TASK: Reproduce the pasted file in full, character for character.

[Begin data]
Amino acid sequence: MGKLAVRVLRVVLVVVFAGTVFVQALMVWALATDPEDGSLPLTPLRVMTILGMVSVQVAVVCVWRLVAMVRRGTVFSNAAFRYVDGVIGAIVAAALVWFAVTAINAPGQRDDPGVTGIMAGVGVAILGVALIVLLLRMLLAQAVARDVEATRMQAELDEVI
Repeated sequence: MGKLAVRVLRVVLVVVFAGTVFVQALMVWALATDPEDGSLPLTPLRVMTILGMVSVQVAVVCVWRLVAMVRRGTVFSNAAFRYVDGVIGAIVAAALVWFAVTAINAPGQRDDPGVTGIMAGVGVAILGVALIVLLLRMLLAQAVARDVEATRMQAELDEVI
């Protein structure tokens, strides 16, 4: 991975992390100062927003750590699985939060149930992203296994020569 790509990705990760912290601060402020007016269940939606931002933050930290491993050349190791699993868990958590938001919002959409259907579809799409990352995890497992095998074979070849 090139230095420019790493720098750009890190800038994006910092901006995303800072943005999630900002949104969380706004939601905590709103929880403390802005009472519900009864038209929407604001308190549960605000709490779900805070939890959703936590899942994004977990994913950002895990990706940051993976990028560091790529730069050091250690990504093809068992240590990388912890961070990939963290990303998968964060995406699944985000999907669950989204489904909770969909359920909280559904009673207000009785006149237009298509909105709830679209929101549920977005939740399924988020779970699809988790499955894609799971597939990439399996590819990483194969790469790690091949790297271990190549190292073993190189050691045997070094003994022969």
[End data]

Amino acid sequence: MGKLAVRVLRVVLVVVFAGTVFVQALMVWALATDPEDGSLPLTPLRVMTILGMVSVQVAVVCVWRLVAMVRRGTVFSNAAFRYVDGVIGAIVAAALVWFAVTAINAPGQRDDPGVTGIMAGVGVAILGVALIVLLLRMLLAQAVARDVEATRMQAELDEVI
Repeated sequence: MGKLAVRVLRVVLVVVFAGTVFVQALMVWALATDPEDGSLPLTPLRVMTILGMVSVQVAVVCVWRLVAMVRRGTVFSNAAFRYVDGVIGAIVAAALVWFAVTAINAPGQRDDPGVTGIMAGVGVAILGVALIVLLLRMLLAQAVARDVEATRMQAELDEVI
């Protein structure tokens, strides 16, 4: 991975992390100062927003750590699985939060149930992203296994020569 790509990705990760912290601060402020007016269940939606931002933050930290491993050349190791699993868990958590938001919002959409259907579809799409990352995890497992095998074979070849 090139230095420019790493720098750009890190800038994006910092901006995303800072943005999630900002949104969380706004939601905590709103929880403390802005009472519900009864038209929407604001308190549960605000709490779900805070939890959703936590899942994004977990994913950002895990990706940051993976990028560091790529730069050091250690990504093809068992240590990388912890961070990939963290990303998968964060995406699944985000999907669950989204489904909770969909359920909280559904009673207000009785006149237009298509909105709830679209929101549920977005939740399924988020779970699809988790499955894609799971597939990439399996590819990483194969790469790690091949790297271990190549190292073993190189050691045997070094003994022969």